Earth Surface Change Science

Agriculture & Environment

Project Description

The dramatic expansion in the quantity and quality of available satellite data enable a synoptic but high-resolution perspective on changes at the Earth’s surface associated with both natural and anthropogenic processes. These data afford us the possibility of addressing critical issues that are fundamental to Earth science while at the same time play key roles in strengthening societal resilience. This component of the Caltech/KACST Initiative will focus on two elements with the following objectives over 6 years:

  • Develop synoptic InSAR-based maps of the Middle East to advance scientific understanding and monitoring of deformation and surface change in the broadly defined area encompassing KSA and its geographic neighbors. This element will enable situational awareness following natural disasters (e.g., earthquakes, volcanic eruptions and floods) throughout the region as well as provide key scientific data for geophysical analysis of such events. Expected products include deformation maps and damage proxy maps after natural and man-made disasters. This effort complements similar activities under development for California. MEM will also be used as fundamental data for the aquifer studies (please see aquifer white paper).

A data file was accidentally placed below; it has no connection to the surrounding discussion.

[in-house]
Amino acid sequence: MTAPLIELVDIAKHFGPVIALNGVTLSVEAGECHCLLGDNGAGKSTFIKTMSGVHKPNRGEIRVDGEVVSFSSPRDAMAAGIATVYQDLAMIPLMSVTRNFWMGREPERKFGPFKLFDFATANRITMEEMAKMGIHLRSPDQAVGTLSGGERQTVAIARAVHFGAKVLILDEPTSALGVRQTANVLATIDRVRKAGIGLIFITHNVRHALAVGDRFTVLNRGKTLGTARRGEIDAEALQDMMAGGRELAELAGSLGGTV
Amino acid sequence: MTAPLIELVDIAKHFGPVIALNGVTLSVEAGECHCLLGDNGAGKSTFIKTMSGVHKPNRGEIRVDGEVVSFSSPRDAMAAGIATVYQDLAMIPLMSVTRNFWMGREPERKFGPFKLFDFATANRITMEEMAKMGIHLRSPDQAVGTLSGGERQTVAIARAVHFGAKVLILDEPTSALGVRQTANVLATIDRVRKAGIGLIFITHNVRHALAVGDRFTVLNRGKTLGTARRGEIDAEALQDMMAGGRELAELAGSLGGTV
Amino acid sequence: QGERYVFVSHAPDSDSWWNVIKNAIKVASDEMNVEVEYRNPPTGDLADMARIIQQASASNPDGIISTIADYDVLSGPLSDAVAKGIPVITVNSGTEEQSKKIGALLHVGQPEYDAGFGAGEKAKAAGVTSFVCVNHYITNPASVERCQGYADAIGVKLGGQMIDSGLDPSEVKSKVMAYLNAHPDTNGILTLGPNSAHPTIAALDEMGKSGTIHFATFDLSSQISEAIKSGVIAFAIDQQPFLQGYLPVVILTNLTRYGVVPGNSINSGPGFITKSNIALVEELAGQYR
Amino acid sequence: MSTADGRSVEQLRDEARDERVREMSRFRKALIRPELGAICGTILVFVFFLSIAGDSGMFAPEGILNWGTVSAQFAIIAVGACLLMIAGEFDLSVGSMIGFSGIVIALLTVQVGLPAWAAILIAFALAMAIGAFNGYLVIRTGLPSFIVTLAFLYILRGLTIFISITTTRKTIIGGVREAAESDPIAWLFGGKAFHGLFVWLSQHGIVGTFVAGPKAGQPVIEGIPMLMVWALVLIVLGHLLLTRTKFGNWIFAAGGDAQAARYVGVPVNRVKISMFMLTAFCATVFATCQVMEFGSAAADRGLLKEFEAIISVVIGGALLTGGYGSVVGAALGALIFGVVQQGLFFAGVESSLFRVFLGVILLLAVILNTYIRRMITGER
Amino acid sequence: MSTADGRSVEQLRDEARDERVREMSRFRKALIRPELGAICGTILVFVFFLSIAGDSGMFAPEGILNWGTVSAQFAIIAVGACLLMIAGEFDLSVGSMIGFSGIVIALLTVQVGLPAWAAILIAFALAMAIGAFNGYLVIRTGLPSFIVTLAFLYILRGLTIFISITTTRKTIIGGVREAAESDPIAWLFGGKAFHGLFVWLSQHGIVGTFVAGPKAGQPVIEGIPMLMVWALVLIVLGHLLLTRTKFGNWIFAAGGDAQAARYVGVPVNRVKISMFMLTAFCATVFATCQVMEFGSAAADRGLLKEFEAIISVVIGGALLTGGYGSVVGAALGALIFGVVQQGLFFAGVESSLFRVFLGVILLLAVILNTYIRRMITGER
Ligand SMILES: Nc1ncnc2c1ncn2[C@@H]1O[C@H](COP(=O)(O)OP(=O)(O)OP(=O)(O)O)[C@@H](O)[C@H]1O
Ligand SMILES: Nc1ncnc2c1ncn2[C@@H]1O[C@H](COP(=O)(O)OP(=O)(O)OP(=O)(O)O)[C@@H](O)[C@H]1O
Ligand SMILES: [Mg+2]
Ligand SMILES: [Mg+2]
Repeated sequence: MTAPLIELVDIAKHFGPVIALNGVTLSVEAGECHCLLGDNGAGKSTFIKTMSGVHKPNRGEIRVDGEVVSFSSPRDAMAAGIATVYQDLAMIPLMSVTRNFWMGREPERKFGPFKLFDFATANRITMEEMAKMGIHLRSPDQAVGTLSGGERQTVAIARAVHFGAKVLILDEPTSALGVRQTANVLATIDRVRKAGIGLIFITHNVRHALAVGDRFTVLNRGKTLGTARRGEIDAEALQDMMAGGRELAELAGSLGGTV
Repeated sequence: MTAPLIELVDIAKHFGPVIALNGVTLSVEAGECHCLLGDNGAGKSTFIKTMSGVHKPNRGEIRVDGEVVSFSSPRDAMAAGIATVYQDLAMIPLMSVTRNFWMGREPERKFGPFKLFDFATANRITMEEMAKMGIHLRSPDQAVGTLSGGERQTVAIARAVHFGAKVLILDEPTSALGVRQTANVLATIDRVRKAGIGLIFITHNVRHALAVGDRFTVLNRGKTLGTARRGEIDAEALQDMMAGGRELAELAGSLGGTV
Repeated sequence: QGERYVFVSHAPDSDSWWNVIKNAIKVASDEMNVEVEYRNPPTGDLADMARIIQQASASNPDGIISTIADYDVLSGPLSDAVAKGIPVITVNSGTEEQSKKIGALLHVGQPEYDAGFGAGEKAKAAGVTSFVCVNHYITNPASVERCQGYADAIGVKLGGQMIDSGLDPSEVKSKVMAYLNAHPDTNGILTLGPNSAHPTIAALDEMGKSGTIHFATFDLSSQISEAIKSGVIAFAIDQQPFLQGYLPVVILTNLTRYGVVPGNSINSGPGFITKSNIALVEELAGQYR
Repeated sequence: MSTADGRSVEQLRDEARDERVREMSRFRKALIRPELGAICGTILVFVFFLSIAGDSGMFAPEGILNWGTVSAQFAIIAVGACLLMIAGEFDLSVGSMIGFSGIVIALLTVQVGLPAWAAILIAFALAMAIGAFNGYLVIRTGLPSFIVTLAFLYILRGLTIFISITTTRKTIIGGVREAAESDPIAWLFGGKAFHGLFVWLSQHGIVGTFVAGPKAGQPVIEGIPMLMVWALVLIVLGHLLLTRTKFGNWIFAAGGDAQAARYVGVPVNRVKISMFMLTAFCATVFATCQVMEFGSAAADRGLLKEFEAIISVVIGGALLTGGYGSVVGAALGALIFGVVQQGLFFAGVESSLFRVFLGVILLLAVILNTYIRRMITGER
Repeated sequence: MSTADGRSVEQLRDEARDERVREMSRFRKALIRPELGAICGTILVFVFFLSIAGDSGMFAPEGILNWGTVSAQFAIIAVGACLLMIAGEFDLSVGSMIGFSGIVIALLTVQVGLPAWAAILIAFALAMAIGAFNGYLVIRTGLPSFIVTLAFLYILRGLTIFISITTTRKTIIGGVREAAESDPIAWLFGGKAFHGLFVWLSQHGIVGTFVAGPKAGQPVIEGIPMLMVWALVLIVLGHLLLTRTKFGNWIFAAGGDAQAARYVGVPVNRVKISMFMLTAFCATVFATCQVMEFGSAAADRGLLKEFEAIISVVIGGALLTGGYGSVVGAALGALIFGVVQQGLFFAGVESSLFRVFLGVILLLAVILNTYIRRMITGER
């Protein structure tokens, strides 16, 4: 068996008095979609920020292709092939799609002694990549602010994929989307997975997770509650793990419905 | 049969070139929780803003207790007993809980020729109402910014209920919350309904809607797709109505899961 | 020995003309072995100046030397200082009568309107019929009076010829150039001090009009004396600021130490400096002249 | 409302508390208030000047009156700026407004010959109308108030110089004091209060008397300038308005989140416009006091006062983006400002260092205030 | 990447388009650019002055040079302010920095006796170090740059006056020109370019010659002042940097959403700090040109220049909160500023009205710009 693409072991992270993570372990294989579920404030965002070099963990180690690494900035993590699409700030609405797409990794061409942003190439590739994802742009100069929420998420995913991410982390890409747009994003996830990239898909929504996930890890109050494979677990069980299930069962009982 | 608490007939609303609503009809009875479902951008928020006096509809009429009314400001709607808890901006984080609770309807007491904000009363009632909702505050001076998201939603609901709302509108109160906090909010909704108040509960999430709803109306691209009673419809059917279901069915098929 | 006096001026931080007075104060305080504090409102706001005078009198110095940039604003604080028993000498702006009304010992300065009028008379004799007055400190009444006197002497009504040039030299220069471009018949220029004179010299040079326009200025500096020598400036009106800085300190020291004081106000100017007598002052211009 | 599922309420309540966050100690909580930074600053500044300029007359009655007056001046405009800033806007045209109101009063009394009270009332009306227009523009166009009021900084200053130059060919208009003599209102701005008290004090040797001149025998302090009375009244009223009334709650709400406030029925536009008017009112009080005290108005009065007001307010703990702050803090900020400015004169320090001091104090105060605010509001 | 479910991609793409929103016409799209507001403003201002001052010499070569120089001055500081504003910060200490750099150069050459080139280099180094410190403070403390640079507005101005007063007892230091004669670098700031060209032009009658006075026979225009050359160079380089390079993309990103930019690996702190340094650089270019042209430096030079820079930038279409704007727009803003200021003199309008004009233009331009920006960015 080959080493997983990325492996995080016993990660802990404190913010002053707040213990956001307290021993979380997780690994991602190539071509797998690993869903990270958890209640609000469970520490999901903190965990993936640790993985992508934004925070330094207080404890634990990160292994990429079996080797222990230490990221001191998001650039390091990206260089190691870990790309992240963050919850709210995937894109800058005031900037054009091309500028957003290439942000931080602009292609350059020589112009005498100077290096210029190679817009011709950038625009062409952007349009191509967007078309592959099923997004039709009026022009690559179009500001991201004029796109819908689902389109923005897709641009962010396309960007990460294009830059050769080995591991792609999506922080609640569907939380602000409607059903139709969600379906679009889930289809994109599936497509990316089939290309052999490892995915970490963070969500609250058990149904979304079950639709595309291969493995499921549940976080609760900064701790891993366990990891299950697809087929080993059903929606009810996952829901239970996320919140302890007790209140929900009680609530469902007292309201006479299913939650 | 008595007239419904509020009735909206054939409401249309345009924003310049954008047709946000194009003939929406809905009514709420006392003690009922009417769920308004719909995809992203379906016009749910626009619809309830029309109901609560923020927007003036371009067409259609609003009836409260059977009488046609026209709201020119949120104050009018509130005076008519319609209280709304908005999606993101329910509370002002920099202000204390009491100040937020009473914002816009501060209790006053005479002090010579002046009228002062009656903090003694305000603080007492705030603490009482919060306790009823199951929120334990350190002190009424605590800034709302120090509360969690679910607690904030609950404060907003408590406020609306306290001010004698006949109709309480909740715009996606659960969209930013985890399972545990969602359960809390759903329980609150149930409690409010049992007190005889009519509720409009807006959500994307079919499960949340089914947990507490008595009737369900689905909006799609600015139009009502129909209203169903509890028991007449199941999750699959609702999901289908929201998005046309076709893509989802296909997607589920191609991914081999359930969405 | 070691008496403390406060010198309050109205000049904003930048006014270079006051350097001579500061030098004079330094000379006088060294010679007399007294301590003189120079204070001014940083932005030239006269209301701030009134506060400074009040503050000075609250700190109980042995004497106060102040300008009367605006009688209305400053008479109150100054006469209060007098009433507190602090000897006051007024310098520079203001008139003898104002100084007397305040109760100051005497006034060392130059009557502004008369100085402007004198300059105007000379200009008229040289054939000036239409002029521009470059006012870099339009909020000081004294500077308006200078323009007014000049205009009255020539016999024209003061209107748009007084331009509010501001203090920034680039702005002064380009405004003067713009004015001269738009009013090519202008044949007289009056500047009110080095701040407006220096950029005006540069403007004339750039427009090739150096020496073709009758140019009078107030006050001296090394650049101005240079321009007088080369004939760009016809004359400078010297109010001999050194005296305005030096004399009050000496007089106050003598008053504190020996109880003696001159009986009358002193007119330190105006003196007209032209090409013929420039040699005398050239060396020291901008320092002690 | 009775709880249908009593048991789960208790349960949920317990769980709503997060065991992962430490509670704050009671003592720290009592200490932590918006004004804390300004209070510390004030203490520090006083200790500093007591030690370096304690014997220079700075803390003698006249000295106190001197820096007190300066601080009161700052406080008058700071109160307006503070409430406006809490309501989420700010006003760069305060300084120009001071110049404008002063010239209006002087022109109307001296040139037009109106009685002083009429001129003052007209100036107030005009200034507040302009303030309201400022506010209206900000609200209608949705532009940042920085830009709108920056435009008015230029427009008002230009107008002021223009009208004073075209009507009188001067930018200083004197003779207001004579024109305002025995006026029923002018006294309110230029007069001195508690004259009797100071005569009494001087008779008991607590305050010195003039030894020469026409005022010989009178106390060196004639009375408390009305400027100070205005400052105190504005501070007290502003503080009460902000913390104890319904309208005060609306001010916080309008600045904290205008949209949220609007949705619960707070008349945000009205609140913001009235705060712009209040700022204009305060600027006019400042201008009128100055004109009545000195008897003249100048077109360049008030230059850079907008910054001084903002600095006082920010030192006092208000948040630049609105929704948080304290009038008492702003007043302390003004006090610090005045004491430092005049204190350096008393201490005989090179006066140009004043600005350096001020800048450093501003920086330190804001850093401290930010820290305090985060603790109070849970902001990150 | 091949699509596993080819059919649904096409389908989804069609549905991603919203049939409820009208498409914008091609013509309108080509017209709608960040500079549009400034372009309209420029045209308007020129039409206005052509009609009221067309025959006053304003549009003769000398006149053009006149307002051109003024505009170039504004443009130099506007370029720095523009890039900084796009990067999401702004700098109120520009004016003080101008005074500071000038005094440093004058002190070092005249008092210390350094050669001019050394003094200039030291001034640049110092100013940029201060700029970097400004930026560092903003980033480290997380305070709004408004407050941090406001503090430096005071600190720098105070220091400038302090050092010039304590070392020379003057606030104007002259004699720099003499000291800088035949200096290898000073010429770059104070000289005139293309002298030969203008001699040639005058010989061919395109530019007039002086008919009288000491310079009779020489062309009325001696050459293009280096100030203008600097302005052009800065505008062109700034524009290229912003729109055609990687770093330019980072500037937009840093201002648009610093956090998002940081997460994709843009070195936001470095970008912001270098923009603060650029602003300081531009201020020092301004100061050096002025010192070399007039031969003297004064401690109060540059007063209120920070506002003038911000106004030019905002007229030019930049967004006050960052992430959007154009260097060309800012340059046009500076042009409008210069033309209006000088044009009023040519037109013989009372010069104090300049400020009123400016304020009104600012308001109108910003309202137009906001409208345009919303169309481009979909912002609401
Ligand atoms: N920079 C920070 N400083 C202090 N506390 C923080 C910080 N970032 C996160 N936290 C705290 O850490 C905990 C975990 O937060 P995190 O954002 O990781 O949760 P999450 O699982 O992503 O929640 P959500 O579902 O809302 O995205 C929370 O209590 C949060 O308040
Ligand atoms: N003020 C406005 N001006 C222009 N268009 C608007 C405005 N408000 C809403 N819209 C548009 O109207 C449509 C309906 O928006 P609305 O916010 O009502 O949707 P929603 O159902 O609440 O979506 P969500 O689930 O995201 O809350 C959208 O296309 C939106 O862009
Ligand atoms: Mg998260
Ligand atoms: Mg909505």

• Develop techniques and capabilities for quantifying surface change and disturbances at the individual building scale over large areas using high-resolution SAR sensors. Accelerated urbanization and aging leaves urban infrastructure vulnerable to failure. Tunneling, ground water and oil extraction represent a significant source of disturbance that can strain infrastructure. Bridges, large buildings and mass transit networks are susceptible to subsidence and need to be constantly monitored and managed. This program element explores the potential of monitoring disturbance at the scale of individual buildings. This challenge involves significant algorithmic improvements to SAR processing with an emphasis on high performance computing approaches. Substantial effort is also needed to integrate SAR/InSAR products with existing GIS frameworks for use in conjunction with other urban planning datasets (e.g., building heights, mass transit routes).

  • Team Members